Quebec offers 2nd booster shot to seniors to prepare for spread of Omicron subvariant
Interim public health director says he remains optimistic about situation, though masks stay on until April 15
Quebec's interim public health director says a new round of vaccinations is on the way in an effort to fight back against yet another COVID-19 surge.
Residents of long-term care and retirement homes will be first on the list to get another booster by early next week, said Dr. Luc Boileau, speaking at a news conference Wednesday.
Any Quebecer aged 80 and up will also have access to the new dose, he said, as will those who rely on in-home care through the public health system.
Boileau said cases and hospitalizations are again on the rise, and the risk of catching and transmitting the virus remains high.
"I ask you all to be careful," said Boileau, describing the Omicron subvariant BA.2 as a "game changer."
The subvariant is 30 to 50 per cent more contagious than Omicron, he said, and that's why cases are rising everywhere.
Boileau hesitates to call recent surge a 6th wave
Boileau said he has told regional health authorities on Tuesday to prepare for the expected rise in cases and the new round of vaccinations but insisted it is too early to say if the province is experiencing a sixth wave.
He said he expects there to be a rise in cases and hospitalizations, but it won't be as bad as the fifth wave.
"Let's wait before we start talking about a sixth wave," Boileau said. He said public health officials will better understand where this surge is heading in the coming days.
Boileau remained positive about the situation in Quebec, saying a substantial proportion of the population is vaccinated, and the province has been carefully scaling back public health restrictions while keeping key measures in place.
"We're not surprised by the rise in cases in hospitals," said Boileau.
He said rapid tests are available for free in pharmacies in Quebec, and he encouraged people to take advantage of that service if they are showing symptoms.
<a href="https://twitter.com/hashtag/COVID19?src=hash&ref_src=twsrc%5Etfw">#COVID19</a> - En date du 22 mars, voici la situation au Québec: <a href="https://t.co/pwoUoaBgaF">https://t.co/pwoUoaBgaF</a> <a href="https://t.co/rBwshkaHbq">pic.twitter.com/rBwshkaHbq</a>—@sante_qc
There had been hope that the mask requirement could be lifted as early as this month, but Boileau said the mandate will stay in effect until mid-April as planned and a few weeks beyond that for public transit.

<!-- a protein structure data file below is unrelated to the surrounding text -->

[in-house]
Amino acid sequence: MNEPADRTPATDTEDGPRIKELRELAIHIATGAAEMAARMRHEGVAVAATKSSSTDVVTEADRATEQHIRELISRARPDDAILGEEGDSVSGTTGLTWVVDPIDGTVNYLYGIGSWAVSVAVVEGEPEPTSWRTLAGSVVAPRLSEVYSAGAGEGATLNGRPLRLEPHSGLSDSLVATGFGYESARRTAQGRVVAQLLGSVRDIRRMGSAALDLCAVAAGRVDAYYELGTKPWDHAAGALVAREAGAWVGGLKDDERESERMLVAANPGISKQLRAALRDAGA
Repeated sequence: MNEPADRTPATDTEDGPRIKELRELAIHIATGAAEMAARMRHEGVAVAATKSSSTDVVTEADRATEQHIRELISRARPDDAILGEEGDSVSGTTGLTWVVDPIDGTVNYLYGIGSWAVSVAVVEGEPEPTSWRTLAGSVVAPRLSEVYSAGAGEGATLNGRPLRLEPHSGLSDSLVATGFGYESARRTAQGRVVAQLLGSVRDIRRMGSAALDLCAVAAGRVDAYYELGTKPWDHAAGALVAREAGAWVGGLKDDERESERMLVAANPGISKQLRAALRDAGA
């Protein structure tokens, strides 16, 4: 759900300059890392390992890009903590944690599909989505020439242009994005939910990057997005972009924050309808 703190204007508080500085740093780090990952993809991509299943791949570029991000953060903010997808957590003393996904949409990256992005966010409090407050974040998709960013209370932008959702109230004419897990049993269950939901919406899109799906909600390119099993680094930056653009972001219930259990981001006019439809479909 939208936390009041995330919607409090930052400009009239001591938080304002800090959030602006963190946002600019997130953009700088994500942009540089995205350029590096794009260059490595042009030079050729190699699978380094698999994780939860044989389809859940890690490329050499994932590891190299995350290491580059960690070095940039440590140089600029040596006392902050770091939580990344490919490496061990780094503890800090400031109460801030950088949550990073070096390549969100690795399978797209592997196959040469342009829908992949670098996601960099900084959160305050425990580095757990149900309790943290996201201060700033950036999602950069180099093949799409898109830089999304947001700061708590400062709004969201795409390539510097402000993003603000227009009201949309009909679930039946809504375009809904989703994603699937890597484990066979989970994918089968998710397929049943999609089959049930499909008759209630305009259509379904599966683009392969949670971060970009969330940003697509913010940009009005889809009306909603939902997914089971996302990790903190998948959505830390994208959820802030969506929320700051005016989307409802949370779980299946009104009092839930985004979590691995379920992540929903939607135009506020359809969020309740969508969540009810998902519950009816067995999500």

In the last 24 hours, Quebec recorded 2,111 new cases, which is considered an underestimate, since PCR testing of the general public was stopped in early January. Tests remain available to those in high-risk settings such as hospitals, long-term care homes, detention centres and homeless shelters.
The positivity rate is also up, at 13.3 per cent. The World Health Organization (WHO) recommends that the positivity rate fall and remain below five per cent for at least two weeks before relaxing public health restrictions.
Booster shots help curb transmission
The second booster shot is recommended for seniors to prevent outbreaks among the older population, said Jean Longtin, a microbiologist with the Ministry of Public Health, who spoke at Wednesday's media briefing alongside Boileau.
Marie-France Raynault, a senior strategic medical advisor with the ministry, said school-aged children are not experiencing outbreaks, and transmission is mostly among adults at the moment.
That's why it is important to administer the booster shots now as they have been shown to reduce transmission of COVID-19, she said.
Earlier in the day, Premier François Legault said there are no plans to enact new public health measures.
When it comes to the mask mandate, he said it is up to public health to make recommendations, and if Boileau wants to maintain the rule until April 15, then the province will do so.
Legault said he will personally continue to wear a mask, and "it is important that everyone wears a mask."
"We have to be careful," he said. "So far, we didn't see any additional measures in Europe and usually the situation they live in is about a couple of weeks before what we live here."